Once a Catholic, always...

Truly nothing is sacred anymore. Now it seems even James Joyce may have died a Catholic

Truly nothing is sacred anymore. Now it seems even James Joyce may have died a Catholic. All our apostates and their claims, so much dust to dust. Our once unholy Trinity. First there was Oscar Wilde, who, it is claimed, died a Catholic in Paris. Then there was James Connolly, who they say abandoned historical materialism for the last rites in Kilmainham before he was shot in 1916, and now James Joyce. Old fraud who should eat his... words. All, it seems, were like Brendan Behan - just daylight atheists.

Admittedly, the evidence for Joyce's final return to Mother Church is, like Catholicism itself, ultimately a matter of faith. Those with a disposition to believe, do so. While those without it, don't or won't.

Father James Feehan, of Boharlahan parish, near Cashel, Co Tipperary, met Sister Gertrude Mary Joyce when he was a priest in New Zealand between November 1950, and April 1957. Sister Gertrude was James Joyce's sister Margaret. "Poppie" as the family called her.

She was a Mercy nun in New Zealand from her arrival there in 1909 until she died in March, 1964. In that 55-year period, she never returned to Ireland. She was also heavily sheltered by her superiors, from media and academics interested in her infamous brother, at the convent in Greymouth where she spent almost 40 years and later at Papanui, in the suburbs of Christchurch.


But she befriended two priests. Father Feehan, and a Father Godfrey Ainsworth, a Franciscan she was drawn to because her mother was buried in the habit of the Third Order of St Francis. Father Ainsworth taped some interviews with her, transcripts of which were published privately. They contain little more than Father Feehan recalls of his conversations with her about "Jim".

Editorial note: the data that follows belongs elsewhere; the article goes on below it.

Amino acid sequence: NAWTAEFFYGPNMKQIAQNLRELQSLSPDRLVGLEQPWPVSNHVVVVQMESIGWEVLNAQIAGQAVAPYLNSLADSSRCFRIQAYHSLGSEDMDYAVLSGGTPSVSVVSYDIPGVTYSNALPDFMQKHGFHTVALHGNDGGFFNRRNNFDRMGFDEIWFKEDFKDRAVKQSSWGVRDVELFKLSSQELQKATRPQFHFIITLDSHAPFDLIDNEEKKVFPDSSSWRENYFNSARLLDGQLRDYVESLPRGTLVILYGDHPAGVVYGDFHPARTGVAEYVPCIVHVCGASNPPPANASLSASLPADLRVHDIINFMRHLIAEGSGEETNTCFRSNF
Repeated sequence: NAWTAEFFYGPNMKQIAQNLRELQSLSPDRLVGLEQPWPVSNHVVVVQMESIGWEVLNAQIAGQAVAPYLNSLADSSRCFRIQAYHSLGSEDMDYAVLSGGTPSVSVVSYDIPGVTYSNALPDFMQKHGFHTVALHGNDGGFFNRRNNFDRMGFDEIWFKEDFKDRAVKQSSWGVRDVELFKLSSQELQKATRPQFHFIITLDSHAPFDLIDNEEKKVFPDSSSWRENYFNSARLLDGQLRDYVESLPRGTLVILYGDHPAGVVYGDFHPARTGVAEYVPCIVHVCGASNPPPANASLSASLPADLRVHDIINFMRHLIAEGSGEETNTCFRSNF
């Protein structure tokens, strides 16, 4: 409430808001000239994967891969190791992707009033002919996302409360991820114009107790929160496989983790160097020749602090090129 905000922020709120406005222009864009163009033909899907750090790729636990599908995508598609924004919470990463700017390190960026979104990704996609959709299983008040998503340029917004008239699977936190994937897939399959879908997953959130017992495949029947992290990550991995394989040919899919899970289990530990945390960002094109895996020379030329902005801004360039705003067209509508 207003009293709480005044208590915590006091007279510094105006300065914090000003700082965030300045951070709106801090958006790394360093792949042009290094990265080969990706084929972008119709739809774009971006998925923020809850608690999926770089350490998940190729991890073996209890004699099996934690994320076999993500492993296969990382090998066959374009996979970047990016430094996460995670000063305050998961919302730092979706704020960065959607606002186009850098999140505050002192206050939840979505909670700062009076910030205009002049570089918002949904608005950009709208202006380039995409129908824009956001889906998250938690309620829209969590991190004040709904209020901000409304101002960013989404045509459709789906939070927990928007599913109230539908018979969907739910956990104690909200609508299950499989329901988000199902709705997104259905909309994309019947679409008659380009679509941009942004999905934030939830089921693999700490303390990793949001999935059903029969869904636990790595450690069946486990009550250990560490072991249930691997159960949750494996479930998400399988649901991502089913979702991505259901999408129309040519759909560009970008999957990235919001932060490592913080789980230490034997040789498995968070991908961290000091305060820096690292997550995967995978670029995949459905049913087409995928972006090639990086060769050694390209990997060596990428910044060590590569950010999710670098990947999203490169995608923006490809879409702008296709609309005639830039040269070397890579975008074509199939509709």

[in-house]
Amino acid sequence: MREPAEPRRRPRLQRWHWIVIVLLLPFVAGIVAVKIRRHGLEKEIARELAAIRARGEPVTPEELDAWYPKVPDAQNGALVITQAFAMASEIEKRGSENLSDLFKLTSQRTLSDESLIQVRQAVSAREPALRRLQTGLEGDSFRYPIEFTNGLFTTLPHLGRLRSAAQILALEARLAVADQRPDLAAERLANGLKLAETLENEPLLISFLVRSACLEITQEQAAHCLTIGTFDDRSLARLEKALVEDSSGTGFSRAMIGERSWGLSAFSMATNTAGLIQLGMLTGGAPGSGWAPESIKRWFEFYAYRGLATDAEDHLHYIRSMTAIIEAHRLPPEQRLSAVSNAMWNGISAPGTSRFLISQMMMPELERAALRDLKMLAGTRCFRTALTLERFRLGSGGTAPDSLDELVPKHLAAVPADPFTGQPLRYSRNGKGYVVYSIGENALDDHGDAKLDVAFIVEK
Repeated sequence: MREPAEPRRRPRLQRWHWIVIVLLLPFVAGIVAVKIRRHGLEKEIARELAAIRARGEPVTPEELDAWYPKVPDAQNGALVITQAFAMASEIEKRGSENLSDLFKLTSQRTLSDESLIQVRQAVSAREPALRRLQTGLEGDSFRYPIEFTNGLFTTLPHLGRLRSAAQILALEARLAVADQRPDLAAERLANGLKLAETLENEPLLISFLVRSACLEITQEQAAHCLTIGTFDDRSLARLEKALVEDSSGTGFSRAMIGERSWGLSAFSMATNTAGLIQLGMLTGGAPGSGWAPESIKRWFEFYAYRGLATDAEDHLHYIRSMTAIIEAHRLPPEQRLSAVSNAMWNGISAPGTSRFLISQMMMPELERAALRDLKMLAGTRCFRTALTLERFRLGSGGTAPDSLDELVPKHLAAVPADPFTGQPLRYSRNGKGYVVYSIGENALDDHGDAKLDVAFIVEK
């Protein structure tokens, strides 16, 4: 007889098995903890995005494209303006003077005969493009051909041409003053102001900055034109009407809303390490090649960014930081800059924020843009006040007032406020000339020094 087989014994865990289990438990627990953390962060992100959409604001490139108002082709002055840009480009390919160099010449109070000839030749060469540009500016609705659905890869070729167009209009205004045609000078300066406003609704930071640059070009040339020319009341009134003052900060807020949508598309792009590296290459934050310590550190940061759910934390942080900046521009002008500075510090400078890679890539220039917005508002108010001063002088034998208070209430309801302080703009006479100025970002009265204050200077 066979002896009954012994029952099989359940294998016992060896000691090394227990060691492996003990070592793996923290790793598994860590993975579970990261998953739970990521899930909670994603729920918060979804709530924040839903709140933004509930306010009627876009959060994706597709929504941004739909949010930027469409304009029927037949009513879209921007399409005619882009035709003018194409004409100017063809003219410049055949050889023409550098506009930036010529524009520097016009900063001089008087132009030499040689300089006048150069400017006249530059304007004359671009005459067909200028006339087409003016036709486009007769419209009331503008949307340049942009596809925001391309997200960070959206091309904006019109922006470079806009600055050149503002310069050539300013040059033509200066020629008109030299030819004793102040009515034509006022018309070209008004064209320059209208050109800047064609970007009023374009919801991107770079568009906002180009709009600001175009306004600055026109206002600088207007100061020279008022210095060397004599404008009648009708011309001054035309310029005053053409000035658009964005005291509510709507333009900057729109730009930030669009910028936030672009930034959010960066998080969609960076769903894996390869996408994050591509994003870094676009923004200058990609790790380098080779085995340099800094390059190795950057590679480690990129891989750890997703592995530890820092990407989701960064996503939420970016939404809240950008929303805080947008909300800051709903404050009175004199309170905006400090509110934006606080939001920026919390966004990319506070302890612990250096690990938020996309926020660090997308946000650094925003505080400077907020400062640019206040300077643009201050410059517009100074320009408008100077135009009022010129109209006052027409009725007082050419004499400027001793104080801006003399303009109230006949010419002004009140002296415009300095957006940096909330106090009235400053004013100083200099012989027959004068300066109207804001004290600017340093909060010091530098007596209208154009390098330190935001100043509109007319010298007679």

She told him she had intended entering the Sisters of Mercy in 1903, but her mother died that year. She was the eldest girl in a family of six girls and four boys, of which James was the eldest. She said James had asked her to stay on as "acting mother" until the younger ones were grown up. She agreed and did so for six years.

In his Dubliners story, Eveline Joyce gives a different account of what occurred. Eveline, who was also called "Poppens", heard music from a street organ. It reminded her "of the promise to her mother, her promise to keep the home together as long as she could. She remembered the last night of her mother's illness".

Sister Gertrude recalled: "we were always close and being the eldest, were sometimes in loco parentis." She had a letter he wrote to her from Trieste in 1907, asking whether he could send his son Georgio back to Dublin for a few weeks that the summer. It ended: "Hoping this will find you as it leaves me at present, thank God, I am, dear sister, your most affectionate Brother." It was destroyed on her death along with all the letters she received from him.

She claimed he inspired her vocation. "Jim was the most religious of us all. As a matter of fact, he scared the rest of us with the intensity of his faith and some of his religious practices. He was a daily Mass-goer and he used spend at least one hour in thanksgiving after Holy Communion. He was an avid reader, but never read a book during Lent - outside of his studies, that is. Besides, he was elected president of Our Lady's Sodality at Belvedere College."

When Margaret told Joyce of her intention to become a nun, he suggested: "why not do some thing really heroic and witness at the uttermost ends of the earth?" She asked where he meant. "The Antipodes - and New Zealand, in particular. You can't get much further than there," he said. "And that is how I came to be here," she said.

Joyce left Ireland for the first time in 1902, in revolt against family, nationality and religion. However, six months later he was summoned home by Margaret as their mother was dying. His refusal to kneel as the last rites were being administered deeply angered Margaret, she said. For him it was a test of his rejection of religion. She saw it as a betrayal of their mother.

So too did Joyce himself, it seems. In the opening chapter of Ulysses, Buck Mulligan upbraids Stephen (Joyce).

He turned abruptly his great searching eyes from the sea to Stephen's face.

- The aunt thinks you killed your mother, he said. That's why she won't let me have anything to do with you.

- Someone killed her, Stephen said gloomily.